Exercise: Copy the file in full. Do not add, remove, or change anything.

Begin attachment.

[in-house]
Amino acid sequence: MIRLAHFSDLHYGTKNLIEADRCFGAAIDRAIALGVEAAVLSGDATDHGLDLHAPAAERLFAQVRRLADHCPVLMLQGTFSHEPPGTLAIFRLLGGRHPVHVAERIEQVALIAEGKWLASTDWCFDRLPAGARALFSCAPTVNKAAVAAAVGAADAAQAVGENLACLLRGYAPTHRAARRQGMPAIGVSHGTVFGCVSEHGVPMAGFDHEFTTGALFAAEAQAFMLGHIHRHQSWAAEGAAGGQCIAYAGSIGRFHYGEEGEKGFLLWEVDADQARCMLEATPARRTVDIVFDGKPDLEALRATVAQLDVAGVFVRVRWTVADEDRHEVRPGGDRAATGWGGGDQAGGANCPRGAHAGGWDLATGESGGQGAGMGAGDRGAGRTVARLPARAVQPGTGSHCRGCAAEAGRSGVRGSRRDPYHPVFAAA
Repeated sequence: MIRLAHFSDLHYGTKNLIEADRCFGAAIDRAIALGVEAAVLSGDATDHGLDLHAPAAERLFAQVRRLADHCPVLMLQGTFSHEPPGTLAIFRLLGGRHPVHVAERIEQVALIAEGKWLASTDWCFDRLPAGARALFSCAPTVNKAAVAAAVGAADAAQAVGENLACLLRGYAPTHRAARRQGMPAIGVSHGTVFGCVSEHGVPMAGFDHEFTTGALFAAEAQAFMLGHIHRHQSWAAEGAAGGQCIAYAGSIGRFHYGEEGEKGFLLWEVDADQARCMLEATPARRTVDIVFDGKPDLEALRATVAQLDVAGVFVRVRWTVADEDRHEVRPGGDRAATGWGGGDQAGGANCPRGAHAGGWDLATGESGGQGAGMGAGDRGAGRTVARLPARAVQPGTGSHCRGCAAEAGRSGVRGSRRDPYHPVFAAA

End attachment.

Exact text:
[in-house]
Amino acid sequence: MIRLAHFSDLHYGTKNLIEADRCFGAAIDRAIALGVEAAVLSGDATDHGLDLHAPAAERLFAQVRRLADHCPVLMLQGTFSHEPPGTLAIFRLLGGRHPVHVAERIEQVALIAEGKWLASTDWCFDRLPAGARALFSCAPTVNKAAVAAAVGAADAAQAVGENLACLLRGYAPTHRAARRQGMPAIGVSHGTVFGCVSEHGVPMAGFDHEFTTGALFAAEAQAFMLGHIHRHQSWAAEGAAGGQCIAYAGSIGRFHYGEEGEKGFLLWEVDADQARCMLEATPARRTVDIVFDGKPDLEALRATVAQLDVAGVFVRVRWTVADEDRHEVRPGGDRAATGWGGGDQAGGANCPRGAHAGGWDLATGESGGQGAGMGAGDRGAGRTVARLPARAVQPGTGSHCRGCAAEAGRSGVRGSRRDPYHPVFAAA
Repeated sequence: MIRLAHFSDLHYGTKNLIEADRCFGAAIDRAIALGVEAAVLSGDATDHGLDLHAPAAERLFAQVRRLADHCPVLMLQGTFSHEPPGTLAIFRLLGGRHPVHVAERIEQVALIAEGKWLASTDWCFDRLPAGARALFSCAPTVNKAAVAAAVGAADAAQAVGENLACLLRGYAPTHRAARRQGMPAIGVSHGTVFGCVSEHGVPMAGFDHEFTTGALFAAEAQAFMLGHIHRHQSWAAEGAAGGQCIAYAGSIGRFHYGEEGEKGFLLWEVDADQARCMLEATPARRTVDIVFDGKPDLEALRATVAQLDVAGVFVRVRWTVADEDRHEVRPGGDRAATGWGGGDQAGGANCPRGAHAGGWDLATGESGGQGAGMGAGDRGAGRTVARLPARAVQPGTGSHCRGCAAEAGRSGVRGSRRDPYHPVFAAA